Snapchat making AI chatbot similar to ChatGPT available to every user

Snapchat is releasing its GPT-powered AI chatbot to every user for free, the company announced at its annual developer conference, as it tries to chart a distinctive path between the titans of Instagram and TikTok.

That means expanding access to its AI chatbot, doubling down on the distinction between public and private posts, and paying successful creators a share of the revenue their viral content generates.

First released for paying members of the social network’s Snapchat+ subscription service, “MyAI” shows up as another chat contact in the social network’s app. Similar to ChatGPT, users can ask it factual questions, request creative content, and have back-and-forth conversations with the service.

“It really deepens our ability to serve our mission of helping people express themselves, learn about the world, live in the moment and have fun together,” said Snap’s vice president of product, Jack Brody.

Users will also be able to add MyAI to group chats, turning to the virtual assistant for any queries that come up in the course of conversation. Paying users will also be able to send photos to their AI helpers and receive completely AI-generated images in return, Brody said.

“The idea is you snap MyAI and it can snap you back,” he added. “In the early days, most of the experiences are really just fun and playful, and exciting to experiment with. There’s certainly opportunities to make that a useful feature as well: one of the things that’s been fun is snapping it some ingredients and it can send you back a recipe.”

MyAI was criticised for being inappropriate for the company’s young users when it was originally released in March. In tests run by the Washington Post, the bot cheerily gave advice to a reporter claiming to be 12 years old about how to plan a “surprise trip” with their “30-year-old boyfriend” where they intended to have sex for the first time.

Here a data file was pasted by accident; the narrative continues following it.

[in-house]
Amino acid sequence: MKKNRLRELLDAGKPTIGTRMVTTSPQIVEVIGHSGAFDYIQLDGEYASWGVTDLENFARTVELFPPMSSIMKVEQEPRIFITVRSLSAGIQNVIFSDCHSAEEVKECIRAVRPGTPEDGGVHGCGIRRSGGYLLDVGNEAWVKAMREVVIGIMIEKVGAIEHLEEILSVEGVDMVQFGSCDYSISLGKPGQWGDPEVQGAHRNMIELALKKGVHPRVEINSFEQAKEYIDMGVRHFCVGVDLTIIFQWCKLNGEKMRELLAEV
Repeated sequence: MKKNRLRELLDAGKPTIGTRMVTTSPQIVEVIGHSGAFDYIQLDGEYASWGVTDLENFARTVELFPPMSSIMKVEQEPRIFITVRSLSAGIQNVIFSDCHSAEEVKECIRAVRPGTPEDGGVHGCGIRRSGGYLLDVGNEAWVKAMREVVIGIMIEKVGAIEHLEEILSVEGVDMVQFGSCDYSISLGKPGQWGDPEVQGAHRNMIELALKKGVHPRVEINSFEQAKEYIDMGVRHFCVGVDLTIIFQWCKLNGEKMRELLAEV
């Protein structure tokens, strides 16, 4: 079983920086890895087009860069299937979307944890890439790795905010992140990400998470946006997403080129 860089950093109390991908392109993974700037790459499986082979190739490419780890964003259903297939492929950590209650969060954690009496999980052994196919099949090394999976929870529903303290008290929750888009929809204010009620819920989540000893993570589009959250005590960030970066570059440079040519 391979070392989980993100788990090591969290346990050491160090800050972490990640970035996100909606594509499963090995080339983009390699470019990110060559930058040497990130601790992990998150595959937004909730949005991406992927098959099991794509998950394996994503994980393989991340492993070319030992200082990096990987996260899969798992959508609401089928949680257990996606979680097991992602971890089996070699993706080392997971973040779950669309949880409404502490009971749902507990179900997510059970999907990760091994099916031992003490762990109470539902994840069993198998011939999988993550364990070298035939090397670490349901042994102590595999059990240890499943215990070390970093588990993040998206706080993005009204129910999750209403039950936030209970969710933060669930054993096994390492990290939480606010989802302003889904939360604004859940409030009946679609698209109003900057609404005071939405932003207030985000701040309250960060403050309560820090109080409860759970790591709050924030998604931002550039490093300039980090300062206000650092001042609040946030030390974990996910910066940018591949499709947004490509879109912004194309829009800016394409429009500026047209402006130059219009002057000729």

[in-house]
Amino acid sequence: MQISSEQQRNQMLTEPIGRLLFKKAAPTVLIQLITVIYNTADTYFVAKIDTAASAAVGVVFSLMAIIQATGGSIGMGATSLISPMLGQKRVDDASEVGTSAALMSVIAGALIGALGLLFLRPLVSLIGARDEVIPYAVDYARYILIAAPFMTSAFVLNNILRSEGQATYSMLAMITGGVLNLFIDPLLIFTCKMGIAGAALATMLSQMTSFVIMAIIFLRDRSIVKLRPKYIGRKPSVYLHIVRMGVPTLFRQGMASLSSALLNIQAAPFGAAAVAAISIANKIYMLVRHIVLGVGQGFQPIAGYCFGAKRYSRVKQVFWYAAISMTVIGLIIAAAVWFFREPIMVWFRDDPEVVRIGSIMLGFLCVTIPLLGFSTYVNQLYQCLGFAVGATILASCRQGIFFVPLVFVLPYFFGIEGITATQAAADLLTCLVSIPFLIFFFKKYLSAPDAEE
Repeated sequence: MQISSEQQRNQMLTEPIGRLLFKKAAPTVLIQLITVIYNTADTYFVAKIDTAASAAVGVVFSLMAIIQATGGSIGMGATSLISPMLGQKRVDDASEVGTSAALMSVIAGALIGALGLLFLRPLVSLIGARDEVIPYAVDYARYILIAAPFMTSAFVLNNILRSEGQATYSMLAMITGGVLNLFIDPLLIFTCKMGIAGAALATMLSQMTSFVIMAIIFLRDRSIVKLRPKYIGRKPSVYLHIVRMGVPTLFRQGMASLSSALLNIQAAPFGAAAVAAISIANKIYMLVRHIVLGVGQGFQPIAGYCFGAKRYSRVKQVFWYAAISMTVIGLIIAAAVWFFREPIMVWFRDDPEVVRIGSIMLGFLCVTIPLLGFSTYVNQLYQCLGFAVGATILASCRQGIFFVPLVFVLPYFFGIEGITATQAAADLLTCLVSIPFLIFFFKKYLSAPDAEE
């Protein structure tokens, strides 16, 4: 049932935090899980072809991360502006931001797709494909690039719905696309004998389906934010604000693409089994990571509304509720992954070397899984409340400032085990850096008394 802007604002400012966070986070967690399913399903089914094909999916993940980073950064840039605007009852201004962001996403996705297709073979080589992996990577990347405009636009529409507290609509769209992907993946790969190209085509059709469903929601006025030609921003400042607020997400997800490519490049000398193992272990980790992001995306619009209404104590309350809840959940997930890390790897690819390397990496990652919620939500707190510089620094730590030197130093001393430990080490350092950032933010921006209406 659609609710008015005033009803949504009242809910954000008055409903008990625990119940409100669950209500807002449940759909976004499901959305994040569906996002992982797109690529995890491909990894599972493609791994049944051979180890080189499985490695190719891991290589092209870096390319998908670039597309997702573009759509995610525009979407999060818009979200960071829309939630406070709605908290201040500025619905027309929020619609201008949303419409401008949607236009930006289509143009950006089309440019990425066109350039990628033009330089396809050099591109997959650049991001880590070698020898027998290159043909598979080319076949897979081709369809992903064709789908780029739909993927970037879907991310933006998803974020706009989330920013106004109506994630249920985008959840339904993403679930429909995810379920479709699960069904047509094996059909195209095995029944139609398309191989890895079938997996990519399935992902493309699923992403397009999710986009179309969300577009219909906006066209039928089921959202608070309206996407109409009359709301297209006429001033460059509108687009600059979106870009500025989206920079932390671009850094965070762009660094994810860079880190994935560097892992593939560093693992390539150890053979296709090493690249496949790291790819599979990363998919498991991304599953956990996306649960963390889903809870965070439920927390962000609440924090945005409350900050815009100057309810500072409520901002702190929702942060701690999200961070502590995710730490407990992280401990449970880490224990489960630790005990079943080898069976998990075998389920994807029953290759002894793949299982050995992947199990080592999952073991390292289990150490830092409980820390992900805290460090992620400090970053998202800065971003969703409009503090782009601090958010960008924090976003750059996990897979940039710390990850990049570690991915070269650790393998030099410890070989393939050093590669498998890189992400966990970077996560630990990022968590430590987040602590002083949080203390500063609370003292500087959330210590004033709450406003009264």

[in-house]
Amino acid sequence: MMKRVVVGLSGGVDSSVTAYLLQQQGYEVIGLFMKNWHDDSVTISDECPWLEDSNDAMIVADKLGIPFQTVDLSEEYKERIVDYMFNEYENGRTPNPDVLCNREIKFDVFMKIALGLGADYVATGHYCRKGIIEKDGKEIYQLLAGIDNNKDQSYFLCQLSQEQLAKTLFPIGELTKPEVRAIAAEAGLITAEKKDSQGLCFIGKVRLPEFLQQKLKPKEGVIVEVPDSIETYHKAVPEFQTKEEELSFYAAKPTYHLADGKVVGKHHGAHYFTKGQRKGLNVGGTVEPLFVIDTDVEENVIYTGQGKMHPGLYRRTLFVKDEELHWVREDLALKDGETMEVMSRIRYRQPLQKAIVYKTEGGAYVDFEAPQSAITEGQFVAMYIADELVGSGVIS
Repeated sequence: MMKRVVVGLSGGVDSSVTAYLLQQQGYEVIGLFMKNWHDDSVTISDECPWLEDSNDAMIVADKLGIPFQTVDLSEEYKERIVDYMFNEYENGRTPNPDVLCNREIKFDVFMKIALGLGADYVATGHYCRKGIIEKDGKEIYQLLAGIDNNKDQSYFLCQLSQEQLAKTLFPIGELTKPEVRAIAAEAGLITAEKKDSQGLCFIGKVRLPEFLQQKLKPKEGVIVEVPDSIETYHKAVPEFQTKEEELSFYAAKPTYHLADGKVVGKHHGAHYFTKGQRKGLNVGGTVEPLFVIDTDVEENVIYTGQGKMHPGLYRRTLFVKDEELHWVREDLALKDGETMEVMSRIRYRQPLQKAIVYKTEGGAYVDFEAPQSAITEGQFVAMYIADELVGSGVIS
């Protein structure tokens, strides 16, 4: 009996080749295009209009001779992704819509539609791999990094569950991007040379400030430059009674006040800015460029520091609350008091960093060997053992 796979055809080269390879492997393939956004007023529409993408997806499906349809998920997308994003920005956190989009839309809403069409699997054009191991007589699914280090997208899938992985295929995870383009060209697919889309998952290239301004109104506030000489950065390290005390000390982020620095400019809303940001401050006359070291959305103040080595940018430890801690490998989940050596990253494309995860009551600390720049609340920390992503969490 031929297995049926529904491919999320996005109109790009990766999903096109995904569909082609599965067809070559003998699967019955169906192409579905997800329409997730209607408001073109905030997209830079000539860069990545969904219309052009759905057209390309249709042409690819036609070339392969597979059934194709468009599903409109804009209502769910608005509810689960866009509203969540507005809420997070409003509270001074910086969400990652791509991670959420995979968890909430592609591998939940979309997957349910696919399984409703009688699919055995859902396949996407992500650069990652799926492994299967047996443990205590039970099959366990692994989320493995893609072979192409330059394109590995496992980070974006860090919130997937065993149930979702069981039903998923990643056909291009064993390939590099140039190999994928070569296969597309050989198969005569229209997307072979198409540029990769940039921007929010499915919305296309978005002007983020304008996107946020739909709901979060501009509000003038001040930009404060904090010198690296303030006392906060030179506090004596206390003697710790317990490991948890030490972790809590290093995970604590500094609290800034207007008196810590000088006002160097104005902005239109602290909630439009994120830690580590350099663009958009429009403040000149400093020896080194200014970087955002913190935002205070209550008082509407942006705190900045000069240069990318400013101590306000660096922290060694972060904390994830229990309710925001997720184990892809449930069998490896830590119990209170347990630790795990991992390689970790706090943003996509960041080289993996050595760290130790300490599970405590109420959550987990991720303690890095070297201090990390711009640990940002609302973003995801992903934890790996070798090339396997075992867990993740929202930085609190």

Now that the paid trial period is over, Brody says, the app will be more careful about providing age-appropriate advice. “This early phase of the rollout has allowed us to address some of the challenges that have come up, like adding age awareness. In 99.5% of cases, its responses do conform to our community guidelines.”

Snapchat is also introducing new tools for creators who want to use the platform to go viral. In contrast to bigger rivals like TikTok and Instagram, Snapchat’s focus is on private communication rather than public broadcast, Brody said, but new tools will allow creators to split the difference, running a public page at the same time as posting privately for friends and family.

“A lot of other platforms really breed this pressure to to be perfect, and we’ve seen that that can lead to creator burnout,” he added. “What we hear back from them is that Snapchat is a place where they feel like they can be themselves, where they can post without worrying so much about making sure it’s perfect or perfectly edited.”

Almost three years after the company launched its TikTok-style Spotlight feed, alongside a $1m daily prize fund for the most-viewed videos, Snapchat is also doubling down on paying creators for their viral success. Eligible users will need at least 50,000 followers on the app, with 25m views and at least 10 public posts a month, but if they do, the company says it’s committed to helping them build a business and grow their audience – not rely on off-platform opportunities to earn money from their fame.


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